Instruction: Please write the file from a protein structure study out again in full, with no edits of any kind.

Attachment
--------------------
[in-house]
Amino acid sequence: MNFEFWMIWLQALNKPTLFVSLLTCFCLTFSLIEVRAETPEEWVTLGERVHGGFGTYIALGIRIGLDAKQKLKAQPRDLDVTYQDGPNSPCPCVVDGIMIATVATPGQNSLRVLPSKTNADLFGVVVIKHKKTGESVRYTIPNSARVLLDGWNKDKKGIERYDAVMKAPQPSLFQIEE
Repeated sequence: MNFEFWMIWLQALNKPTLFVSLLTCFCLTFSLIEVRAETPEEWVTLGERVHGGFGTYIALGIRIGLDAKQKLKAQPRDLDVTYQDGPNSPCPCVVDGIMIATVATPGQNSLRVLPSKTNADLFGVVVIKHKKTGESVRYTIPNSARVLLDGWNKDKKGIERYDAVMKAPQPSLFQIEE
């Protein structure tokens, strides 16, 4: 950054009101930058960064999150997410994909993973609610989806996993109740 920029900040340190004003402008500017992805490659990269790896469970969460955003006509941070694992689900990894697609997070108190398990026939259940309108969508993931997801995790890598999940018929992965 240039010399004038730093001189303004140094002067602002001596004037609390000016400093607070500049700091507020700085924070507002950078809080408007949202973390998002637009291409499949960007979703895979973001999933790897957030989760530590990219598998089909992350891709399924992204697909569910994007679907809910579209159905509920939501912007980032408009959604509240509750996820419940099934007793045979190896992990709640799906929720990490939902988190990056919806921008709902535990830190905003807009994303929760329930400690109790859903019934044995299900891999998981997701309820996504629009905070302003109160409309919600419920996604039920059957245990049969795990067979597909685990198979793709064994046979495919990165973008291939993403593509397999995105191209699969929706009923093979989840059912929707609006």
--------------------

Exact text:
[in-house]
Amino acid sequence: MNFEFWMIWLQALNKPTLFVSLLTCFCLTFSLIEVRAETPEEWVTLGERVHGGFGTYIALGIRIGLDAKQKLKAQPRDLDVTYQDGPNSPCPCVVDGIMIATVATPGQNSLRVLPSKTNADLFGVVVIKHKKTGESVRYTIPNSARVLLDGWNKDKKGIERYDAVMKAPQPSLFQIEE
Repeated sequence: MNFEFWMIWLQALNKPTLFVSLLTCFCLTFSLIEVRAETPEEWVTLGERVHGGFGTYIALGIRIGLDAKQKLKAQPRDLDVTYQDGPNSPCPCVVDGIMIATVATPGQNSLRVLPSKTNADLFGVVVIKHKKTGESVRYTIPNSARVLLDGWNKDKKGIERYDAVMKAPQPSLFQIEE
């Protein structure tokens, strides 16, 4: 950054009101930058960064999150997410994909993973609610989806996993109740 920029900040340190004003402008500017992805490659990269790896469970969460955003006509941070694992689900990894697609997070108190398990026939259940309108969508993931997801995790890598999940018929992965 240039010399004038730093001189303004140094002067602002001596004037609390000016400093607070500049700091507020700085924070507002950078809080408007949202973390998002637009291409499949960007979703895979973001999933790897957030989760530590990219598998089909992350891709399924992204697909569910994007679907809910579209159905509920939501912007980032408009959604509240509750996820419940099934007793045979190896992990709640799906929720990490939902988190990056919806921008709902535990830190905003807009994303929760329930400690109790859903019934044995299900891999998981997701309820996504629009905070302003109160409309919600419920996604039920059957245990049969795990067979597909685990198979793709064994046979495919990165973008291939993403593509397999995105191209699969929706009923093979989840059912929707609006």